Bias is something everyone has but won’t admit to it. Whether we realize we are doing it or its unconscious, bias can cost your business.
Bias can cost you customers and impact your employees by burning them out, driving them away or causing them to act out.
Disengagement that is the result of bias costs companies $450 to $550 billion per year in productivity and creativity. These disengaged individuals are also likely to walk out the door.
Bias can also damage your business’s reputation, as we recently saw with Starbucks after a flood of bad publicity stemming from the arrest of two black men at a Philadelphia outpost of the popular coffee shop. According to sources, the men, who were waiting for a business meeting, asked to use the restroom but had not made a purchase. When they were asked to leave, they refused, prompting a store associate to call emergency services.
“While this is not [a problem] limited to Starbucks, we’re committed to being a part of the solution,” said Kevin Johnson, Starbucks CEO. “Closing our stores for racial bias training is just one step in a journey that requires dedication from every level of our company and partnerships in our local communities.”
The coffee giant recently announced that it will shut 8,000 of its company-owned stores in the US and its corporate headquarters on the afternoon of May 29th to host a company-wide diversity training workshop.
Starbucks has stated that its bias training will address “implicit bias, promote conscious inclusion, [and] prevent discrimination.” Already, however, it seems that Starbucks has realized it might have grossly underestimated how much work lies ahead. Initially, the coffee brand stated that training would take place across an afternoon but suggests this is the first step in a multi-faceted approach to addressing bias. So, what lies ahead for the company?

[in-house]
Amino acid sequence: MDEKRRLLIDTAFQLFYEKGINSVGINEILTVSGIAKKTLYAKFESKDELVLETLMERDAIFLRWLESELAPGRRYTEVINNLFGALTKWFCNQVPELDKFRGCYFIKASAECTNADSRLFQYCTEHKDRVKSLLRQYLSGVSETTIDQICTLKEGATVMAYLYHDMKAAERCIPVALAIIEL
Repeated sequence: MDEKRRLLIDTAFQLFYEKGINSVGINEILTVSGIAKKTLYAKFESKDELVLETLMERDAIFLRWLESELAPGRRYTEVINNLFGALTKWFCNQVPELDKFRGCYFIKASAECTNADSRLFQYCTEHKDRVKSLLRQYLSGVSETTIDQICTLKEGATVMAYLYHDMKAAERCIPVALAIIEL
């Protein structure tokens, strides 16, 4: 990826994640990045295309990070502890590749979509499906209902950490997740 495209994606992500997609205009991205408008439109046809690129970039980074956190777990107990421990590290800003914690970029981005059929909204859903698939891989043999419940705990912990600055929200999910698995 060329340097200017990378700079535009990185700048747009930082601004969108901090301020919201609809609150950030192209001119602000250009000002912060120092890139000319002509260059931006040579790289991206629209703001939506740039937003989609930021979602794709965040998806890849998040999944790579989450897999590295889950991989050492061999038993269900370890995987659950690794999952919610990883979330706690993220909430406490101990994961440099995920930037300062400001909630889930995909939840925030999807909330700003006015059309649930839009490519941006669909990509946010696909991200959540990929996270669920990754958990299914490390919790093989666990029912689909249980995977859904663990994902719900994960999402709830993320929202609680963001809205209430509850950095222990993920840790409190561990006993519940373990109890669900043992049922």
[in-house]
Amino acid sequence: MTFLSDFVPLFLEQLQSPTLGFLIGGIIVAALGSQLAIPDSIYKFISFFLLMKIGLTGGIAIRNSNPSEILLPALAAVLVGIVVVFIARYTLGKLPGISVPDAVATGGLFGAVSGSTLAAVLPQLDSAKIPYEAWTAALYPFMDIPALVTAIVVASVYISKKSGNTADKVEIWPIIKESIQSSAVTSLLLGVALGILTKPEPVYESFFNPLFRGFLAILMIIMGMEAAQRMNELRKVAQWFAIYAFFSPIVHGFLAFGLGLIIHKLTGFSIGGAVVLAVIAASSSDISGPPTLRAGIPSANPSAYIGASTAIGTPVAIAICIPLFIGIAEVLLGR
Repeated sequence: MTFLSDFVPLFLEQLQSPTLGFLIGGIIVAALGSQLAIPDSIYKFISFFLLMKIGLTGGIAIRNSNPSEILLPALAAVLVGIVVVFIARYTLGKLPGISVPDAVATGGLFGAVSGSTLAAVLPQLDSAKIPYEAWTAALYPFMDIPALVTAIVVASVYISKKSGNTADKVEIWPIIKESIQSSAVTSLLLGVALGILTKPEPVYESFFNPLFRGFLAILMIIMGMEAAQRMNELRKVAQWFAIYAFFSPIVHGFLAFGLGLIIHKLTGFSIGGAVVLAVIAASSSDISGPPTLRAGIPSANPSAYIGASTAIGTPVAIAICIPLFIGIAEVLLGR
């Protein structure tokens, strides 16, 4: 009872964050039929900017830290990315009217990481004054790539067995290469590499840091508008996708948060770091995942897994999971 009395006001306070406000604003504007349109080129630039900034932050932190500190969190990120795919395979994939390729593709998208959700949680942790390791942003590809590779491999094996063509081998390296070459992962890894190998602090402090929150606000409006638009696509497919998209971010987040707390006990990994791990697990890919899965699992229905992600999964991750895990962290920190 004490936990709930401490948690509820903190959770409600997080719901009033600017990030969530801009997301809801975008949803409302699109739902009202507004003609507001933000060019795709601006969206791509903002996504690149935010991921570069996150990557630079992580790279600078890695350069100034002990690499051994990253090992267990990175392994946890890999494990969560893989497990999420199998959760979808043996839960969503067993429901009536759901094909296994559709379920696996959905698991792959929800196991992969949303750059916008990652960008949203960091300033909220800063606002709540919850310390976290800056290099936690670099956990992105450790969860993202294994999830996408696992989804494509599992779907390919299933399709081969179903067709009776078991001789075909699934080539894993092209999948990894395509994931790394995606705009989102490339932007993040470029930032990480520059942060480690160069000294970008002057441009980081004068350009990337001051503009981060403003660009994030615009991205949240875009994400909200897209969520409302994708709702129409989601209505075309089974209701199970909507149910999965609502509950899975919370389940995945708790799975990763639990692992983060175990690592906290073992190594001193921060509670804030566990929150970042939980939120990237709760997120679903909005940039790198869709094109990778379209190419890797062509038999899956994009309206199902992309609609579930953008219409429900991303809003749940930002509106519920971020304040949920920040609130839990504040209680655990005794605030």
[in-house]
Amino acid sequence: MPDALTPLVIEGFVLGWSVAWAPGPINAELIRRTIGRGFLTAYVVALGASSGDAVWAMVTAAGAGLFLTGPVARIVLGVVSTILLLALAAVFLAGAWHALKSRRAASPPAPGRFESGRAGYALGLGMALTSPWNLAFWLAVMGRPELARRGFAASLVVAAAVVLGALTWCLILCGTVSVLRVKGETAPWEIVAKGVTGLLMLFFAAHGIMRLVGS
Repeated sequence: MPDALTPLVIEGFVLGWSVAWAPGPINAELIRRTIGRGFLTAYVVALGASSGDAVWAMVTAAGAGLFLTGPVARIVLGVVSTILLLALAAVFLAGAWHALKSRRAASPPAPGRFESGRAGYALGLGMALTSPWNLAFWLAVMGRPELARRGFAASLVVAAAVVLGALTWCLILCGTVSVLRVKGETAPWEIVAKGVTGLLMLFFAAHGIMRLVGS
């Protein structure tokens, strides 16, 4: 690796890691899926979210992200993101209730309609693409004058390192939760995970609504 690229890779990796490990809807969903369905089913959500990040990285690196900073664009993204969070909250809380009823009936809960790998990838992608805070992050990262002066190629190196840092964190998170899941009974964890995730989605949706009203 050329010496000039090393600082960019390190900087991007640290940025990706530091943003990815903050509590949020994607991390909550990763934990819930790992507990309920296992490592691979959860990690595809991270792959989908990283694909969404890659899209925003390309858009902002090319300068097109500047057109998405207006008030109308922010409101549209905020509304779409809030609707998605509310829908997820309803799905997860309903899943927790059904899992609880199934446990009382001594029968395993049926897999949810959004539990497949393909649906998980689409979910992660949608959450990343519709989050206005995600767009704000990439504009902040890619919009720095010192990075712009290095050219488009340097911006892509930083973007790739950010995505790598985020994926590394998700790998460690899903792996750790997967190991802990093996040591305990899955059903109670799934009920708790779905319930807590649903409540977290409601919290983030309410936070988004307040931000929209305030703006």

In the interim, the coffee purveyor has “launched a review of its training and practices to make important reforms where necessary to ensure our stores always represent our mission and values, by providing a safe and inclusive environment for our customers and partners,” the company said in a statement.
The most effective training must examine how people make decisions, according to Howard Ross, founder of the Cook Ross business management consulting firm and author of Everyday Bias: Identifying and Navigating Unconscious Judgments in Our Daily Lives, in an article published on the Society for Human Resources (SHRM) blog. As such, he notes that a comprehensive training program should include:
- What is bias, and how is it impacting us?
- How does bias show up in human behavior, in the decisions we make and how we treat people?
- How do we mitigate that behavior?
However, even he noted that “the training is a beginning. It can bring awareness and point people in the right direction, but training by itself will rarely have any long-term impact” unless the company’s culture makes a change from the ground up and motivates employees to change their behavior. Brittany Packnett, vice president for Teach for America – and someone that President Barack Obama tapped as someone to watch in the crusade for social change – added that “if the training is not followed up by clear measurements and employee expectations—connected directly to job performance—then one day [of training] won’t make much difference.” She added that training “can’t be watered down, and it can’t be undermined by lax expectations post-training.”
Echoing these sentiments, Rick Grimaldi, a partner at Fisher Phillips, notes that the effectiveness of any training program comes from follow-through on the training, and creating measurable change “from the top down and bottom up through continued monitoring, feedback, and being present in stores, as well as secondary mechanisms such as corporate responsibility programs [and] community outreach.”
Starbucks is still in the planning phase of crafting its training program, but it has drafted some of the brightest minds in the field to help build what could be a revolutionary model for staff training. Starbucks plans to share the training materials with other companies and organizations to elicit an even broader change.
Abel can help your company with bias issues and employee training. Call one of our human resource experts at (800) 400-1968 or email at firstname.lastname@example.org.